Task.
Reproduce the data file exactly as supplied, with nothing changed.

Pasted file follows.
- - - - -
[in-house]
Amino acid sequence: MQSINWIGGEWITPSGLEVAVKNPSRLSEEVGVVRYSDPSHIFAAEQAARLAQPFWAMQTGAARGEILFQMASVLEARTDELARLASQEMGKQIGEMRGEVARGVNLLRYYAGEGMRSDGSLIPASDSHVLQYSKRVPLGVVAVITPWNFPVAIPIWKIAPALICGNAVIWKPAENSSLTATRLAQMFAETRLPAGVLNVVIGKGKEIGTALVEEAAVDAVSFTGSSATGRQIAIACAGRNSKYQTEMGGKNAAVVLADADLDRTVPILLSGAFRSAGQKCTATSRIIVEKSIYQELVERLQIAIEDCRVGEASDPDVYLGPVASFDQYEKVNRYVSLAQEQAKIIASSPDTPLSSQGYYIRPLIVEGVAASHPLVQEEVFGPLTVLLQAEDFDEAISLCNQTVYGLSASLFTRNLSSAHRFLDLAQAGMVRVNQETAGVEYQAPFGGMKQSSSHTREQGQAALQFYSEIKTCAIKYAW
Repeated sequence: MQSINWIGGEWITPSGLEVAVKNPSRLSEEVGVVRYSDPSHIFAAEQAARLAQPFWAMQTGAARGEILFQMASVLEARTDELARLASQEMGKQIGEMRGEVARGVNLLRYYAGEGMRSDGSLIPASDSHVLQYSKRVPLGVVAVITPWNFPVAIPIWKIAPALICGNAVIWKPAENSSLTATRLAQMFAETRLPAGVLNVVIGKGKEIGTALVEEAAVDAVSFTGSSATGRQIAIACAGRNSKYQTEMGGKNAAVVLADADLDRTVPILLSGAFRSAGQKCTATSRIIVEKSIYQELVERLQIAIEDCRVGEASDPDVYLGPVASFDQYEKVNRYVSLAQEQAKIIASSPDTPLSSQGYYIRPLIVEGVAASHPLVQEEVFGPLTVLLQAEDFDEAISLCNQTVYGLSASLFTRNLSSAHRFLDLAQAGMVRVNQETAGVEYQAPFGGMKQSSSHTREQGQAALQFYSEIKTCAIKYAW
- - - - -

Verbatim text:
[in-house]
Amino acid sequence: MQSINWIGGEWITPSGLEVAVKNPSRLSEEVGVVRYSDPSHIFAAEQAARLAQPFWAMQTGAARGEILFQMASVLEARTDELARLASQEMGKQIGEMRGEVARGVNLLRYYAGEGMRSDGSLIPASDSHVLQYSKRVPLGVVAVITPWNFPVAIPIWKIAPALICGNAVIWKPAENSSLTATRLAQMFAETRLPAGVLNVVIGKGKEIGTALVEEAAVDAVSFTGSSATGRQIAIACAGRNSKYQTEMGGKNAAVVLADADLDRTVPILLSGAFRSAGQKCTATSRIIVEKSIYQELVERLQIAIEDCRVGEASDPDVYLGPVASFDQYEKVNRYVSLAQEQAKIIASSPDTPLSSQGYYIRPLIVEGVAASHPLVQEEVFGPLTVLLQAEDFDEAISLCNQTVYGLSASLFTRNLSSAHRFLDLAQAGMVRVNQETAGVEYQAPFGGMKQSSSHTREQGQAALQFYSEIKTCAIKYAW
Repeated sequence: MQSINWIGGEWITPSGLEVAVKNPSRLSEEVGVVRYSDPSHIFAAEQAARLAQPFWAMQTGAARGEILFQMASVLEARTDELARLASQEMGKQIGEMRGEVARGVNLLRYYAGEGMRSDGSLIPASDSHVLQYSKRVPLGVVAVITPWNFPVAIPIWKIAPALICGNAVIWKPAENSSLTATRLAQMFAETRLPAGVLNVVIGKGKEIGTALVEEAAVDAVSFTGSSATGRQIAIACAGRNSKYQTEMGGKNAAVVLADADLDRTVPILLSGAFRSAGQKCTATSRIIVEKSIYQELVERLQIAIEDCRVGEASDPDVYLGPVASFDQYEKVNRYVSLAQEQAKIIASSPDTPLSSQGYYIRPLIVEGVAASHPLVQEEVFGPLTVLLQAEDFDEAISLCNQTVYGLSASLFTRNLSSAHRFLDLAQAGMVRVNQETAGVEYQAPFGGMKQSSSHTREQGQAALQFYSEIKTCAIKYAW